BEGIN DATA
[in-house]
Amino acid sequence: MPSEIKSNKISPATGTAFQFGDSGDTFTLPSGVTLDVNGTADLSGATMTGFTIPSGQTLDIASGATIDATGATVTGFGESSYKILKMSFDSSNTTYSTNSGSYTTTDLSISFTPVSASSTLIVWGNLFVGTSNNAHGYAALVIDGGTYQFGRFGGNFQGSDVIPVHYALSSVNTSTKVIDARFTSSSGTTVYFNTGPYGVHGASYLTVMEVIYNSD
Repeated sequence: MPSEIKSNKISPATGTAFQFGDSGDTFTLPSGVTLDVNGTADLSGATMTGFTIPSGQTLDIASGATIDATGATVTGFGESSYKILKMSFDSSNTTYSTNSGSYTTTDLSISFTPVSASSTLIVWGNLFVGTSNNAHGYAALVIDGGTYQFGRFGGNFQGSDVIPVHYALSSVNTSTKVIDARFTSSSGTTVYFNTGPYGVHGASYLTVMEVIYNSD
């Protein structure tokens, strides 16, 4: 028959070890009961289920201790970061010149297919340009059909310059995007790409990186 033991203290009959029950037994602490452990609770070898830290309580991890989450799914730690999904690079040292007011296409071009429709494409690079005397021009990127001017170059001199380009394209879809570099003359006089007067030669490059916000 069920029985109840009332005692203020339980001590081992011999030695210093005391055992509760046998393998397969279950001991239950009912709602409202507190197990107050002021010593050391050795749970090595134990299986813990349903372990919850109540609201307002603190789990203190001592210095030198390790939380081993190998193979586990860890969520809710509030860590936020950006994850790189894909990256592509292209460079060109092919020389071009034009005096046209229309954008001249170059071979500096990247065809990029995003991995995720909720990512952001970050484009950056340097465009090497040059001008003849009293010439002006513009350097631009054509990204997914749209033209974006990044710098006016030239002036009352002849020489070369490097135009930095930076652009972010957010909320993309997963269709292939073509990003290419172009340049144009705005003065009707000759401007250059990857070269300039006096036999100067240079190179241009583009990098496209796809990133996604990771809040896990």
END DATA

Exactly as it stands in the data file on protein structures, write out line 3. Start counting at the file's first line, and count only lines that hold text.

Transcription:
Repeated sequence: MPSEIKSNKISPATGTAFQFGDSGDTFTLPSGVTLDVNGTADLSGATMTGFTIPSGQTLDIASGATIDATGATVTGFGESSYKILKMSFDSSNTTYSTNSGSYTTTDLSISFTPVSASSTLIVWGNLFVGTSNNAHGYAALVIDGGTYQFGRFGGNFQGSDVIPVHYALSSVNTSTKVIDARFTSSSGTTVYFNTGPYGVHGASYLTVMEVIYNSD